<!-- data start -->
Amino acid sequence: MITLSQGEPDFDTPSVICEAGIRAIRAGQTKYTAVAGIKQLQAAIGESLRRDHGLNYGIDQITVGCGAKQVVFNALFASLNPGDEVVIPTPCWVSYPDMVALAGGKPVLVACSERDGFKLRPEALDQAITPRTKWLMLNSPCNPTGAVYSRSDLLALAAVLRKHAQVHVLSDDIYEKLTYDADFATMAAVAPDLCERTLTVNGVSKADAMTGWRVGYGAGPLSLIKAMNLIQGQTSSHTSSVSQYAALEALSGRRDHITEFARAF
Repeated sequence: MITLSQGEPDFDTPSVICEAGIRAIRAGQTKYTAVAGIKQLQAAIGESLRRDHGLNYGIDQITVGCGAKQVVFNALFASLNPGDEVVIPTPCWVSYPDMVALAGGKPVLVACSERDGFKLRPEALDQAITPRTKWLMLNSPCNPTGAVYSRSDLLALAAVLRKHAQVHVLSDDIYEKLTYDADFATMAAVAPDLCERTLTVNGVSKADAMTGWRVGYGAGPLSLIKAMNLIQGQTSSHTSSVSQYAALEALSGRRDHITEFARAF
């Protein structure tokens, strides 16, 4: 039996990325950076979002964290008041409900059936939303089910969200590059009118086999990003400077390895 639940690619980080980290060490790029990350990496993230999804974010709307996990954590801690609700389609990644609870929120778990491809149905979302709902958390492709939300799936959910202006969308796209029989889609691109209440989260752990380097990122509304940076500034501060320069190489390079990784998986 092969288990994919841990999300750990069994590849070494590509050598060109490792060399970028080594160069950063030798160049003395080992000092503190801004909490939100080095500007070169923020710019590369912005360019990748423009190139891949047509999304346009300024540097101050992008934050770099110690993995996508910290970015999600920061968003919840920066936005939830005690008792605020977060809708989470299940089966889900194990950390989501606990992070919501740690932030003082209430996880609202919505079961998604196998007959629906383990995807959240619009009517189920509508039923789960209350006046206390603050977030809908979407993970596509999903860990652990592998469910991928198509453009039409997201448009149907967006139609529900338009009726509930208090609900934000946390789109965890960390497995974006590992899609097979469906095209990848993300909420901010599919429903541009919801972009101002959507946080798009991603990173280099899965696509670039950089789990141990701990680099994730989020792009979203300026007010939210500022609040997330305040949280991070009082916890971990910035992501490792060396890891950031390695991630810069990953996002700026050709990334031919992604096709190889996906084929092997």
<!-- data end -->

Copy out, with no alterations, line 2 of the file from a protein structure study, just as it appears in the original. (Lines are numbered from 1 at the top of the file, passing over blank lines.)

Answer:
Repeated sequence: MITLSQGEPDFDTPSVICEAGIRAIRAGQTKYTAVAGIKQLQAAIGESLRRDHGLNYGIDQITVGCGAKQVVFNALFASLNPGDEVVIPTPCWVSYPDMVALAGGKPVLVACSERDGFKLRPEALDQAITPRTKWLMLNSPCNPTGAVYSRSDLLALAAVLRKHAQVHVLSDDIYEKLTYDADFATMAAVAPDLCERTLTVNGVSKADAMTGWRVGYGAGPLSLIKAMNLIQGQTSSHTSSVSQYAALEALSGRRDHITEFARAF